I say all this to repeat the message that I often express each year. We live in a world where the most attractive moments of everyone’s lives are just a scroll away, and chain stores will repeatedly try to convince us for the next few weeks that a blender or corn bread stuffing will have you Cupid Shuffling into a happy holiday. However, when it comes to truly enjoying this time of year, should you choose to celebrate, you have to cherish and appreciate your unique traditions for what they are. If you and all 13 of your cousins can get through an UNO game and a bottle of moonshine without killing each other that’s awesome. But if peace of mind and fulfillment are as simple as Tatyana Ali saving the family bakery and falling in love at Christmas on the Hallmark Channel, a glass of wine and new PJs, that’s cool too. To me the holidays are a time of respite from the reality of day to day of crowded commutes and pointless office meetings and a chance to tap into what truly brings you comfort and joy. There’s no official rule that says you’re doing any kind of injustice by not surrounding yourself with a ton of toxic family members, people you barely know or like and a Jackson 5 playlist so you can fill some kind of proper holiday quota. The holidays should be a time of happiness, and anything that doesn’t fit in that description shouldn’t have to be forced in your plans.
The other day a friend of mine posted a quote about tradition that read, “Tradition has been keeping people unhappy for ages.” Somewhere right now, someone is dreading showing up to a dinner they’ve RSVP’d to because they know they’ll have to be awkwardly interrogated like they’re sitting in front of the Feds and not family: “Why you still have those locs in your head? You still with that wannabe rapper? When you gonna stop that art stuff and find yourself a real job? Stop that vegan nonsense and put some of these ribs on that plate.” While it’s normal to witness a little dysfunction and clap backs at family gatherings, you shouldn’t have to get your peace of mind and well-being stomped on a few times a year just to have some cornbread stuffing and ham with Aunt Loretta. If your traditions make you feel more cold and stressed than warm and fuzzy, it might be time to revisit the idea of what they really mean to you. If Pina Coladas on a solo trip to Panama sound more inviting to you this year than Friendsgiving with people you only engage with on Facebook, you might want to decline that invite and book that flight.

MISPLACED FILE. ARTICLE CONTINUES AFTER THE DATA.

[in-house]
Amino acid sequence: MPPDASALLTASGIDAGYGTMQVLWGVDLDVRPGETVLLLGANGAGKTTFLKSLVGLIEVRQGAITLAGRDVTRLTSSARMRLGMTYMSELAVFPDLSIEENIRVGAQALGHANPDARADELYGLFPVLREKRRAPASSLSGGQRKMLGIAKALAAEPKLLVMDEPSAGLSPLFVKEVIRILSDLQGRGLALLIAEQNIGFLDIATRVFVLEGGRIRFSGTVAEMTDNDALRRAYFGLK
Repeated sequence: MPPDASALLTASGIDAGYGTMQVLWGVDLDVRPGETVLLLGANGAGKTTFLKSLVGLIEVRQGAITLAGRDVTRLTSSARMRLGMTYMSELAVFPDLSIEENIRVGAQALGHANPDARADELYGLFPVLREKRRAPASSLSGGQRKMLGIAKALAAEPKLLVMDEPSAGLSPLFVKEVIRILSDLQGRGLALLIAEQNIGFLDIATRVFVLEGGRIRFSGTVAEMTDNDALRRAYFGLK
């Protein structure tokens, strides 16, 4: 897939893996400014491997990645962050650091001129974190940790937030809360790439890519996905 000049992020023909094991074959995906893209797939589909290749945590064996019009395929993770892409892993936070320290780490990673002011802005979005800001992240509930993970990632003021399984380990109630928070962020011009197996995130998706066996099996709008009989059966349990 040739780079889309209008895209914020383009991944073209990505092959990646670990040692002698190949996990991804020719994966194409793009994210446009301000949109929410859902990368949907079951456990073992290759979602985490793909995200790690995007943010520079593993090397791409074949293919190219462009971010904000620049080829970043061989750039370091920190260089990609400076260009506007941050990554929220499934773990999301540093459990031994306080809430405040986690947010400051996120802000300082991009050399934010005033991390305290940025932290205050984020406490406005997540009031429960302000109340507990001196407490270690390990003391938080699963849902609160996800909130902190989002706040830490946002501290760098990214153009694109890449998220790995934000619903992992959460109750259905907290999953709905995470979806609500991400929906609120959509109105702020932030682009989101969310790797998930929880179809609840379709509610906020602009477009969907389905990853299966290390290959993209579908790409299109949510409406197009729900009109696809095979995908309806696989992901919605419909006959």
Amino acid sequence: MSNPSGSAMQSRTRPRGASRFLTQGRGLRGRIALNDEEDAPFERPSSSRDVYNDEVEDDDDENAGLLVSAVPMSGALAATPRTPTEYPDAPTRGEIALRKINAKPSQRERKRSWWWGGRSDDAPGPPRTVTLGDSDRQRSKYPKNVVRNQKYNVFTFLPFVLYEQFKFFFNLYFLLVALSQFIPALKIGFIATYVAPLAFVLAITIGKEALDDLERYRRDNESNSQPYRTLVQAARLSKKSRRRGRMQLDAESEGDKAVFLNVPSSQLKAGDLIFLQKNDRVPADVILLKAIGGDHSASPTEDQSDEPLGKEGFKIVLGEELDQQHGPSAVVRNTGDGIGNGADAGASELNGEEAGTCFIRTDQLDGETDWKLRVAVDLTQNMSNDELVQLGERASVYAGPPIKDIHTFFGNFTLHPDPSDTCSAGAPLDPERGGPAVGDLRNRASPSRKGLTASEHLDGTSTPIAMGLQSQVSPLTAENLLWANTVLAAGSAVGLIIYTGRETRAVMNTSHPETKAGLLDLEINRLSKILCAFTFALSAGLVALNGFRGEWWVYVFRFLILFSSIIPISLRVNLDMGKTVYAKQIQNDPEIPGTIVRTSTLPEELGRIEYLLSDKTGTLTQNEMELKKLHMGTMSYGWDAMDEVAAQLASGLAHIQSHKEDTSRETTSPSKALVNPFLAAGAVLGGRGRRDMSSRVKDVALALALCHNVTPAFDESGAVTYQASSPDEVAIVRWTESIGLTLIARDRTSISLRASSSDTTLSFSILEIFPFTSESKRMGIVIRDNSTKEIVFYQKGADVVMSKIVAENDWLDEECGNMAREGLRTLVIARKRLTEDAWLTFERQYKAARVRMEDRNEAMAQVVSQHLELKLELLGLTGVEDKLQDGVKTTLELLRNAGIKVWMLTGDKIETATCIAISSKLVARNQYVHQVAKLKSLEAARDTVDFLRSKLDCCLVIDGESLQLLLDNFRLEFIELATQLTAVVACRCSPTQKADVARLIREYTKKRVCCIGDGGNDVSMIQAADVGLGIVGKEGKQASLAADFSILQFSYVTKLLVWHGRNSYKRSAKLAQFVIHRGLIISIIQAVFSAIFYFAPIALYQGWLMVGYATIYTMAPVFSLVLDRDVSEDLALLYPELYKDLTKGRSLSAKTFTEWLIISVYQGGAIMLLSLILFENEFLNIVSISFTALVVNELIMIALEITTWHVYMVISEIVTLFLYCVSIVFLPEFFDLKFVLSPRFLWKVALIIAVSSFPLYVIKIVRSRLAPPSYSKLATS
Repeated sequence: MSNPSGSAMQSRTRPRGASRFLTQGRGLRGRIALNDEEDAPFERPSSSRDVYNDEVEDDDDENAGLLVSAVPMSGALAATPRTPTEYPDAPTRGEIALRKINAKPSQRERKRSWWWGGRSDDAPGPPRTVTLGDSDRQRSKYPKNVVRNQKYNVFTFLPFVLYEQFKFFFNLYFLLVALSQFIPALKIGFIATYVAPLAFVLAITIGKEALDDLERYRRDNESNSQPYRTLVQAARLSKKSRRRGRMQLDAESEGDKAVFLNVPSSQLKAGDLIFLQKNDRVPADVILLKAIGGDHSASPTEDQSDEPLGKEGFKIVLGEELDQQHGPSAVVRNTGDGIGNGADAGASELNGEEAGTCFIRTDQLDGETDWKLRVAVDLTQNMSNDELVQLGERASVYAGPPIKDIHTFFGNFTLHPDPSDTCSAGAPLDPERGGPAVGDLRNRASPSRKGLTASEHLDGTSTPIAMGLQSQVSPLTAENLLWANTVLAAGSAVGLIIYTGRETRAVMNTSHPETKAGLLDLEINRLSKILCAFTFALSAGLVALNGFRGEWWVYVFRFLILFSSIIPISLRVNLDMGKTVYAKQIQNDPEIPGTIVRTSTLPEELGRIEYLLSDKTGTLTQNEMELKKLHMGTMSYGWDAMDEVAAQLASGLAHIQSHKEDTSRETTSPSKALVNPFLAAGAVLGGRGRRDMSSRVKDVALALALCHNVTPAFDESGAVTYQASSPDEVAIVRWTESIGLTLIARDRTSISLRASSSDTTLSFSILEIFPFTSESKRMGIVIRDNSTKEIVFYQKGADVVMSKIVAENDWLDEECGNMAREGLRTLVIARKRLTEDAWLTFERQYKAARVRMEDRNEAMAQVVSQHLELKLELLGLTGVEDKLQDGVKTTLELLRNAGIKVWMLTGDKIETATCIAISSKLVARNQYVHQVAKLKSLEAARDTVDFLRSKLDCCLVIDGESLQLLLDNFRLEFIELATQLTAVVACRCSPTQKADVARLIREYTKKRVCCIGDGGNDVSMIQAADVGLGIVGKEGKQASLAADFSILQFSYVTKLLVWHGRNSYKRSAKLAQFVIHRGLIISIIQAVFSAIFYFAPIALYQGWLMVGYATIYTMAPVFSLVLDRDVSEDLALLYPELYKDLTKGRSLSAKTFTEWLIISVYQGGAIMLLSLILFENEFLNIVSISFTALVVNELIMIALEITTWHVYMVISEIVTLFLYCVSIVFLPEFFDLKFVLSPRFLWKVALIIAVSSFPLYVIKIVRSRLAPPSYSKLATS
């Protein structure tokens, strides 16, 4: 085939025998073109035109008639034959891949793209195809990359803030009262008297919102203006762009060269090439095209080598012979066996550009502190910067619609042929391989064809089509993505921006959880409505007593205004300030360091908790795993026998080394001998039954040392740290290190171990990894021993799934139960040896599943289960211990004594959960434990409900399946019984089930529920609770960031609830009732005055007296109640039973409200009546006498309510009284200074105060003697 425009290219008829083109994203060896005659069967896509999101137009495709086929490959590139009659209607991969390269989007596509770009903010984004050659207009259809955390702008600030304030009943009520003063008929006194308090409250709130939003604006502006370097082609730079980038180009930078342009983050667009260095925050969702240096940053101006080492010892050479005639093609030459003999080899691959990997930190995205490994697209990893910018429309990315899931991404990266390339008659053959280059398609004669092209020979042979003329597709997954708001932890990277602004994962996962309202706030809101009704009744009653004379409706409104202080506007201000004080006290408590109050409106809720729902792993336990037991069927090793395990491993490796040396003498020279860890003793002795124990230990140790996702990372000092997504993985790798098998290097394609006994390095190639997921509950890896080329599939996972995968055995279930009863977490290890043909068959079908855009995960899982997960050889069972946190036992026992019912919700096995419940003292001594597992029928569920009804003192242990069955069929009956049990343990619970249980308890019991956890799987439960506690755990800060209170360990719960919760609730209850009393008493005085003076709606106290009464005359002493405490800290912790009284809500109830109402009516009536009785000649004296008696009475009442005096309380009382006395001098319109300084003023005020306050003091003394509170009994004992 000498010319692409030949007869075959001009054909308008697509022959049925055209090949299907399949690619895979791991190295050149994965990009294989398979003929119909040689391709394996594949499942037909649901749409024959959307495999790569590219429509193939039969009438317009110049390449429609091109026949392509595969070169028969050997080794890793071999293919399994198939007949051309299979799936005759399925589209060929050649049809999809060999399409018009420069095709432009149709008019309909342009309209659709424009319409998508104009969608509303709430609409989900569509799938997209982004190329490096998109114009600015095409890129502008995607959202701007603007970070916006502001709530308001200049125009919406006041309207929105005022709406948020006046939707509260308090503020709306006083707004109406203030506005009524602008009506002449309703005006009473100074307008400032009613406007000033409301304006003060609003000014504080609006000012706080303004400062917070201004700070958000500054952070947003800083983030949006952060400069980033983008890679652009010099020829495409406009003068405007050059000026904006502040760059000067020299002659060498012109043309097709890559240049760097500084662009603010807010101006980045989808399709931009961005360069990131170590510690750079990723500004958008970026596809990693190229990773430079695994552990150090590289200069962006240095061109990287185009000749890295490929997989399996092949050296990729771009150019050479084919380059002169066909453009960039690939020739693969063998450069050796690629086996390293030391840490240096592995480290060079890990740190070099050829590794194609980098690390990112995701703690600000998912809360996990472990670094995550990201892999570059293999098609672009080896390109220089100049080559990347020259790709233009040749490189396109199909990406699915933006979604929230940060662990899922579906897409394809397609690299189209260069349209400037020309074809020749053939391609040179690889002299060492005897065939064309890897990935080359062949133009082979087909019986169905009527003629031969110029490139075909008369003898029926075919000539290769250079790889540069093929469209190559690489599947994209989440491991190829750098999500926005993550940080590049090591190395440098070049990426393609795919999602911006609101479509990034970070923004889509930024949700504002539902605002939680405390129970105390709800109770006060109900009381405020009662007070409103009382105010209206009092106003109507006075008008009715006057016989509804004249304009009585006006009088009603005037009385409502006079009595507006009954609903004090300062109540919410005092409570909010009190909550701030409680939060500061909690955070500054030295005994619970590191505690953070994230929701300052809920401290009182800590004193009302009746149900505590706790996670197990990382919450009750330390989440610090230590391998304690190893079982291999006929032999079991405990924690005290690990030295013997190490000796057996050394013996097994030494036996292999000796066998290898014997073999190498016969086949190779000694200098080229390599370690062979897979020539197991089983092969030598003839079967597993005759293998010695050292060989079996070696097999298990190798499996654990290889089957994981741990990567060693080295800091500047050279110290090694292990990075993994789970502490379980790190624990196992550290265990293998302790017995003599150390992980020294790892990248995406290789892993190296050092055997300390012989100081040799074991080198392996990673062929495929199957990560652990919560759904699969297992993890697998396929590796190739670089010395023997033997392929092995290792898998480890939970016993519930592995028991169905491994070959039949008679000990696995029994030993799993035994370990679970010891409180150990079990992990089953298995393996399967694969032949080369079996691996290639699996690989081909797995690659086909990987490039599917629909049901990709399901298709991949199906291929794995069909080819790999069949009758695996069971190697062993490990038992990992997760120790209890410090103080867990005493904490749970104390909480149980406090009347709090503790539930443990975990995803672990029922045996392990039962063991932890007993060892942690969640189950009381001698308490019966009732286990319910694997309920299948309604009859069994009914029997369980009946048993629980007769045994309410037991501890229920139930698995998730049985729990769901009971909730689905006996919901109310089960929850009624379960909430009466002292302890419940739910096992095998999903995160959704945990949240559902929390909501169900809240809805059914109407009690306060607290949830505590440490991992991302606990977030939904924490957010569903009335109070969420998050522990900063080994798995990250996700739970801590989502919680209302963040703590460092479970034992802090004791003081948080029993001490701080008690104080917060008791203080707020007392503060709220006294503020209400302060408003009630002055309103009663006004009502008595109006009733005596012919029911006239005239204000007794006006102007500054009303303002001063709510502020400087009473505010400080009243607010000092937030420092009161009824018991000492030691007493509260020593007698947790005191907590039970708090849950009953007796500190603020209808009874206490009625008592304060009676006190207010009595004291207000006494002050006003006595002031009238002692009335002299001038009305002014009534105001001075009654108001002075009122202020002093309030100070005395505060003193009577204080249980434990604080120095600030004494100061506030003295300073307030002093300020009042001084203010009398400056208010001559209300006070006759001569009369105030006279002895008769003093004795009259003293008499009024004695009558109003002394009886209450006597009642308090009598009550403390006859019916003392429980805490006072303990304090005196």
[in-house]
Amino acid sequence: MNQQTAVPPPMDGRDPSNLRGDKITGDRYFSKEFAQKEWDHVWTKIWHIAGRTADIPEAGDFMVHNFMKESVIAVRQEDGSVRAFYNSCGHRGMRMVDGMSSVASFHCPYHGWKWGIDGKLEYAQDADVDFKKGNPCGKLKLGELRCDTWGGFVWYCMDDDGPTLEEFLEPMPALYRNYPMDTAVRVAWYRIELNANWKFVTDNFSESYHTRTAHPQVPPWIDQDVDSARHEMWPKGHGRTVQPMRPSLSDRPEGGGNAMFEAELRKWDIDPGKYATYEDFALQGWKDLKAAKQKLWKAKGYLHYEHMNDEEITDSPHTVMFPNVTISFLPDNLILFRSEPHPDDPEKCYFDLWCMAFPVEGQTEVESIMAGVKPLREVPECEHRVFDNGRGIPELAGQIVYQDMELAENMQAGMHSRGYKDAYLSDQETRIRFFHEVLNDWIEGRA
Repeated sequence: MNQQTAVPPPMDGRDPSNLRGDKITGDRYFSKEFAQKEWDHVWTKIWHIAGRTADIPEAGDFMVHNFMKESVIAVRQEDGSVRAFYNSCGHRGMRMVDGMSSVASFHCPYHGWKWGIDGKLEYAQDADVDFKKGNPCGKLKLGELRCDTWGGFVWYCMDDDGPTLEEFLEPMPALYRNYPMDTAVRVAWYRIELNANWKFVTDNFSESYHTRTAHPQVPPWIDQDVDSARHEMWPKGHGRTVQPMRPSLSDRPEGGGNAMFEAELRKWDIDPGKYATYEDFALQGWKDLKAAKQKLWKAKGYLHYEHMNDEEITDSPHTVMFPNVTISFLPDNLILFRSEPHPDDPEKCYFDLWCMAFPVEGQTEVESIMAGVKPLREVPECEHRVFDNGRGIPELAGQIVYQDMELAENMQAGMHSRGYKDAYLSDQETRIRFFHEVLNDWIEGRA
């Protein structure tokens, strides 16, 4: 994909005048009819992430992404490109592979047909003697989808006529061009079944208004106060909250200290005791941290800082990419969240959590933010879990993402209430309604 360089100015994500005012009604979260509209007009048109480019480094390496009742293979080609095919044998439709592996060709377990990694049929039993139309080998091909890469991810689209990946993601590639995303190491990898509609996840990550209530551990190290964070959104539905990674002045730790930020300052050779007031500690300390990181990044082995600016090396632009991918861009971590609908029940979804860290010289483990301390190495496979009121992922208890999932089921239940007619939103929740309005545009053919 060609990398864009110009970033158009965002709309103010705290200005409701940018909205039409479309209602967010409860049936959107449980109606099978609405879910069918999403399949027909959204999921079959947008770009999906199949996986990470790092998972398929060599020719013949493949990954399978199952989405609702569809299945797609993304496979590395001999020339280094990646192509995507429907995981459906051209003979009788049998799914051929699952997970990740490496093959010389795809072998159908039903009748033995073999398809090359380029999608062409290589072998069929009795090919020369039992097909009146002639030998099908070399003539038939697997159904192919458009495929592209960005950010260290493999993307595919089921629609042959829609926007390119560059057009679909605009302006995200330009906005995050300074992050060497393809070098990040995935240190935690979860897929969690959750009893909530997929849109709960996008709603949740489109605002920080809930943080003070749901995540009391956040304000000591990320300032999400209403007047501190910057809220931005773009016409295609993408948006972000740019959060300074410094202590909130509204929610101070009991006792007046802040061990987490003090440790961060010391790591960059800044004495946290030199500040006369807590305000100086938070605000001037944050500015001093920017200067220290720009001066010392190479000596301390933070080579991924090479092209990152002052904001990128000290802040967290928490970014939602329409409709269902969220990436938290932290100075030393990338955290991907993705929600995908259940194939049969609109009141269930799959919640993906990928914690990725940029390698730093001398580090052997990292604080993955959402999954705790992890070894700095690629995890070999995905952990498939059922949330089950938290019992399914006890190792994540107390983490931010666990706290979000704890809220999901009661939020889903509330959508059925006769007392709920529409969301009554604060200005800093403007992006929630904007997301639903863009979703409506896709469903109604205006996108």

With the holidays often come expectations, and while many people’s plans exceed their vision of what specific days on the calendar should look like, it’s important to remember that if the day doesn’t exactly include you and your siblings doing the electric slide to the dinner table, that’s cool too. The relationships that are often the most important are with the people who show up on the other 350 something days of the calendar that don’t obligate them to do so and those whose company you actually enjoy. After all the holidays are supposed to be “happy”, regardless of what Target is telling you that should look like.
Toya Sharee is a Health Resource Specialist who has a passion for helping young women build their self-esteem and make well-informed choices about their sexual health. She also advocates for women’s reproductive rights and blogs about everything from beauty to love and relationships. Follow her on Twitter @TheTrueTSharee or visit her blog, Bullets and Blessings.